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Sir George Alfred Julius [1873-1946]


George Alfred Julius was Chairman of the CSIR from its inception in 1926 until his retirement in December 1945.

George Julius, born at Norwich, England, came from a long line of distinguished forbears: his great grandfather being physician to George III, his grandfather physician to William IV, and his father – whom he greatly revered and from whom he inherited his great gift of mechanical invention – Archbishop of New Zealand.

Educated in Melbourne, Sir George later graduated in science and engineering at the University of New Zealand, where he was a contemporary of Lord Rutherford. After a period in the service of the Western Australian Railways, he came to Sydney in 1907 and established the well-known firm of Julius, Poole and Gibson, Consulting Engineers. From these early years, he showed that vigour, versatility, and breadth of interest which marked him not only as a future leader in his chosen profession of engineering but in the public life of the Commonwealth.

He was closely associated with the founding and progressive development of the Standards Association of Australia, the Institution of Engineers, Australia, and the Australian National Research Council, by all of which he was honoured by election as their President or Chairman. He was knighted in 1929, was granted the Honorary Degree of DSc by the University of New Zealand, and, in 1938, he was awarded the WN Kernot Medal of the University of Melbourne for distinguished engineering research.

It is, however, in the CSIR that the chief and most enduring memorial to George Julius’s life and work is found. To some, and to none more than himself, it seemed perhaps an odd choice that a practicing engineer should be selected as the first Chairman of a body which, in its early years, was to concern itself with the problems of Australia’s primary industries. But to the Council’s work he brought the same breadth of vision, enthusiasm, and capacity which characterised all his activities, and his gifts of critical judgement and exposition when dealing with fly strike, the bacterial diseases of sheep, or prickly pear control, were no less marked than when he spoke of familiar engineering matters. He was, however, always ready modestly to disclaim any authority to advance his personal opinions about the problems of the primary industries, even to the extent of asserting to a surprised meeting of dairy farmers that he knew two things about a cow, that it had an intake at one end and an exhaust at the other.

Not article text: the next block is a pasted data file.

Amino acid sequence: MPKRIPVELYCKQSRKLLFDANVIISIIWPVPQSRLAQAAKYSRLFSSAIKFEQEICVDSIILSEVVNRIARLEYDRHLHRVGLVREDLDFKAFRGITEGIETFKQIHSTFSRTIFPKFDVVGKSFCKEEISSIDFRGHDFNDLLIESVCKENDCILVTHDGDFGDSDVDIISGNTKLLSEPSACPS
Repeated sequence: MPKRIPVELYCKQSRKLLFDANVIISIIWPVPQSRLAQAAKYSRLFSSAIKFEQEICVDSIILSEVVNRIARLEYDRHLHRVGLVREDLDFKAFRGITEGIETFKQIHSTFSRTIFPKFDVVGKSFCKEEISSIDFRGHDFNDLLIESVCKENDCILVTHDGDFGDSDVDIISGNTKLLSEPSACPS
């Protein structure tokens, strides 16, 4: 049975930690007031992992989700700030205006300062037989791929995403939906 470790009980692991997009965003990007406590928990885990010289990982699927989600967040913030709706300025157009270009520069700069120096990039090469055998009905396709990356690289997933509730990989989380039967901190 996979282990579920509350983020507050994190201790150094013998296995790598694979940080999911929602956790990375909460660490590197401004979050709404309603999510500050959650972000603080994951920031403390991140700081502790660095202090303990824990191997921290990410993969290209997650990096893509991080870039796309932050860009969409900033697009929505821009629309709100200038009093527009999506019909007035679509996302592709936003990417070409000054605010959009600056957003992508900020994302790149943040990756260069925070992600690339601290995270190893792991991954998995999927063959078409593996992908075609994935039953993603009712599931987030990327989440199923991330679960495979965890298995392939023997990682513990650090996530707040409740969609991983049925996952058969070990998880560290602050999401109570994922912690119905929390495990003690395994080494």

It was only in the second decade in the life of the Council that the opportunity came for Sir George to devote himself to the development of the Secondary Industrial Divisions – the National Standards Laboratory, and the Divisions of Radiophysics, Aeronautics, and Industrial Chemistry, the existence of which was to mean so much to Australia’s war effort. Though no longer young, he spent himself untiringly to bring these new Divisions to a high pitch of efficiency, so that, at the end of the war, he found the task well done, but his physical powers were completely exhausted.

In the tragically brief period of his retirement, George Julius could look back with thankfulness on the small beginnings of the Council, the difficult depression years, and the continuous expansion of a great national institution which he left secure in the esteem of its far-flung field stations, its six hundred scientific officers, and a total staff of more than two thousand. Even in the last trying days, with interest no less keen than in the year of his appointment and intellect as bright, he spoke of his hopes for the Council’s future and of his wish, if it were granted him, still to contribute to its work. Then, as always, was he revealed as a man of courage and endurance, who ‘never turned his back but marched breast forward’, unyielding to the end.

George Julius will live on, vivid and ineffaceable, in the minds of his colleagues of the Executive, the Council, and the Divisions; his name will endure so long as a grateful country takes pride in honouring one of the greatest of her sons.